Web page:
UPDATE x4: My memory in UPDATE number one may not have been entirely accurate. I was far more steeped in all this at the time and probably should not be writing about this in a hurry. Take literally everything I say in this hastily constructed post with bushfuls of salt. A quick glance (again, glances are all I have time for this morning) at old posts suggests that the distinction between entry and visa did come up, and I quoted one of the experts as making this response, which made sense to me at the time:

Here’s the Goverment’s initial argument on that issue:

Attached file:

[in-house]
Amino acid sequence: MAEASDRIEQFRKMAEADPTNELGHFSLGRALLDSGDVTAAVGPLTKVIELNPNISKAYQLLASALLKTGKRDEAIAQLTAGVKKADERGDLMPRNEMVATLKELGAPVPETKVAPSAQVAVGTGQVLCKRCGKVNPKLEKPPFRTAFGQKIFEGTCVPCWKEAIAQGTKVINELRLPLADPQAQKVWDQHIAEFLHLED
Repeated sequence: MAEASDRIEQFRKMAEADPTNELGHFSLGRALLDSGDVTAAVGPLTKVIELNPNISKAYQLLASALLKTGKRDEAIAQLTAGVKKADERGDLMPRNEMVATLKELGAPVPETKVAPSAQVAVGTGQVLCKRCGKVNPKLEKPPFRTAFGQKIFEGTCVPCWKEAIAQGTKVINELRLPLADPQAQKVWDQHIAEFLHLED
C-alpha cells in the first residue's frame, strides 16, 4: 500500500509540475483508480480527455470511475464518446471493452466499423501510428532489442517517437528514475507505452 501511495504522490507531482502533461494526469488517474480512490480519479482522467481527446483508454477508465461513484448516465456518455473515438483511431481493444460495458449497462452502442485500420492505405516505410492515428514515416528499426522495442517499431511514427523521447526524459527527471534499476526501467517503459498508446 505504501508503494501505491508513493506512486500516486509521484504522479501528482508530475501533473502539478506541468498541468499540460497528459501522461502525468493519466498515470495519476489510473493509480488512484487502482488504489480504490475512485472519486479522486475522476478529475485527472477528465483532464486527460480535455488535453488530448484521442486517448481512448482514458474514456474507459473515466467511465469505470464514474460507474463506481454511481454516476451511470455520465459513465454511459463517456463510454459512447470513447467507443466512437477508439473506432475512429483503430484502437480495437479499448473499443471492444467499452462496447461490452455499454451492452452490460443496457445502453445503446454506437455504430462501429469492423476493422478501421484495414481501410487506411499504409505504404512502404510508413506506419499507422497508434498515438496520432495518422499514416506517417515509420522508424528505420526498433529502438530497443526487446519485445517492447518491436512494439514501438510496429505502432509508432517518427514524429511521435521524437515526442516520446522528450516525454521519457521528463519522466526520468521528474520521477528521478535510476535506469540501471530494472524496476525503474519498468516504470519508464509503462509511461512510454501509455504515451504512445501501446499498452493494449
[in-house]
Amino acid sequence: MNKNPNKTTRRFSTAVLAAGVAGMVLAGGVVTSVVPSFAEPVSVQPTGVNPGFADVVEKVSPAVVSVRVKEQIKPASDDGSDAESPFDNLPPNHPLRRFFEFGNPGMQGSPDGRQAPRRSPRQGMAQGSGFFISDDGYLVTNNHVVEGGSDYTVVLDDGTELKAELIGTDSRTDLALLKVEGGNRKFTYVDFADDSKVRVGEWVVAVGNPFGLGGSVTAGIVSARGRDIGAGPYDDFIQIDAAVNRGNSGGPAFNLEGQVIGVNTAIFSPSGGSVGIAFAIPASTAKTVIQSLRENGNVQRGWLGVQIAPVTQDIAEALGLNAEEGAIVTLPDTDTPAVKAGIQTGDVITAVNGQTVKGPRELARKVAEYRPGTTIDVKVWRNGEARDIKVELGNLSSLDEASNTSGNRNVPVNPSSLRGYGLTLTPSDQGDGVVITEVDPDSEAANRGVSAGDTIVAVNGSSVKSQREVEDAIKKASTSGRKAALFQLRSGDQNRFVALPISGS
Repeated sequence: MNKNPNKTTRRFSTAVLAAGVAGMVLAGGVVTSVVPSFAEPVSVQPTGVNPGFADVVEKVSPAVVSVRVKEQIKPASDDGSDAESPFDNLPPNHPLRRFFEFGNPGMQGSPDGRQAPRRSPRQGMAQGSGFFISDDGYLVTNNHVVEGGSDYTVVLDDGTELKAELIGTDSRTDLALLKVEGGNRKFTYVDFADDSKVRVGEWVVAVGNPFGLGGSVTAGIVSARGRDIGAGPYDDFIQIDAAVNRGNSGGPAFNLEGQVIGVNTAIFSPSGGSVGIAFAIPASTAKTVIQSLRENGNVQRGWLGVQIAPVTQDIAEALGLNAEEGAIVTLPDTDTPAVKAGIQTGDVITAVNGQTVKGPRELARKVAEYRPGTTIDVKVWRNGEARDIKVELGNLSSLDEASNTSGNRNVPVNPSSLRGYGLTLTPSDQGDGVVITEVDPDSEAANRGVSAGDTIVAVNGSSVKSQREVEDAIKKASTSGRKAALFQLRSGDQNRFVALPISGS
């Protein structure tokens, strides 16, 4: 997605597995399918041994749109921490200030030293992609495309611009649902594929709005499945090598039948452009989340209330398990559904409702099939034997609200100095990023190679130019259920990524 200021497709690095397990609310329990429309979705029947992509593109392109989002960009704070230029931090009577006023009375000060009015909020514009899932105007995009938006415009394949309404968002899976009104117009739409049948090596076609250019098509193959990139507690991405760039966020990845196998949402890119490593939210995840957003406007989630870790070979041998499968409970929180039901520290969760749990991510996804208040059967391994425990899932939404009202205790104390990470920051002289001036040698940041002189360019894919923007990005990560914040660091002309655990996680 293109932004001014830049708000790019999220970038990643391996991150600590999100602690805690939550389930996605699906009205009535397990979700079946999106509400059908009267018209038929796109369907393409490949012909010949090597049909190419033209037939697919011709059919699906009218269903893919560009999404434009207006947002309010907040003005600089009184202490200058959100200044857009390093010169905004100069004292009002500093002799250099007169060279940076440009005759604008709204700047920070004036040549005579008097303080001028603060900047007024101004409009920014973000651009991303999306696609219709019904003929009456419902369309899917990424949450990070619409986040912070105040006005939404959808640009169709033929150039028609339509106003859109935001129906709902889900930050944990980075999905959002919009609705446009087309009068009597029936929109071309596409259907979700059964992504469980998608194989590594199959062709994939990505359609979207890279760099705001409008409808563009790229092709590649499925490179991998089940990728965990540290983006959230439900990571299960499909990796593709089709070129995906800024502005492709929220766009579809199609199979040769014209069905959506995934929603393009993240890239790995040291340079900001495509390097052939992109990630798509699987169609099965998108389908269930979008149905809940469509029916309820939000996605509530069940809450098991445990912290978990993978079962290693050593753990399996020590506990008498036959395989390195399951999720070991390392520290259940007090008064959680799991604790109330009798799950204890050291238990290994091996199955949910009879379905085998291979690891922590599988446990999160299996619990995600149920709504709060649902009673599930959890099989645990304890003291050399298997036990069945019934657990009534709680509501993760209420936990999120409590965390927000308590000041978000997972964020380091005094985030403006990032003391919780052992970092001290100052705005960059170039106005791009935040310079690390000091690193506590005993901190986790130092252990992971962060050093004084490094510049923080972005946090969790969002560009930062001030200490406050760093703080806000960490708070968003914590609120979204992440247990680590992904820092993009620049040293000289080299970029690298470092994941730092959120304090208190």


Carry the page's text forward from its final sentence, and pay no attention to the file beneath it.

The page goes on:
Washington argued in district court that the President’s authority under § 1182(f) is limited by 8 U.S.C. § 1152(a)(1)(A), which provides, with certain exceptions, that “no person shall receive any preference or priority or be discriminated against in the issuance of an immigrant visa because of the person’s race, sex, nationality, place of birth, or place of residence.” But this restriction does not address the President’s authority under § 1182(f) to “suspend the entry” of aliens, which is an entirely different act under the immigration laws. An immigrant visa does not entitle an alien to admission to the United States, and even if an alien is issued a valid visa, he is subject to being denied admission to this country when he arrives at the border. See, e.g., Khan v. Holder, 608 F.3d 325, 330 (7th Cir. 2010). There is no inconsistency between § 1152(a)(1)(A) and the President’s issuance of the Order under § 1182(f).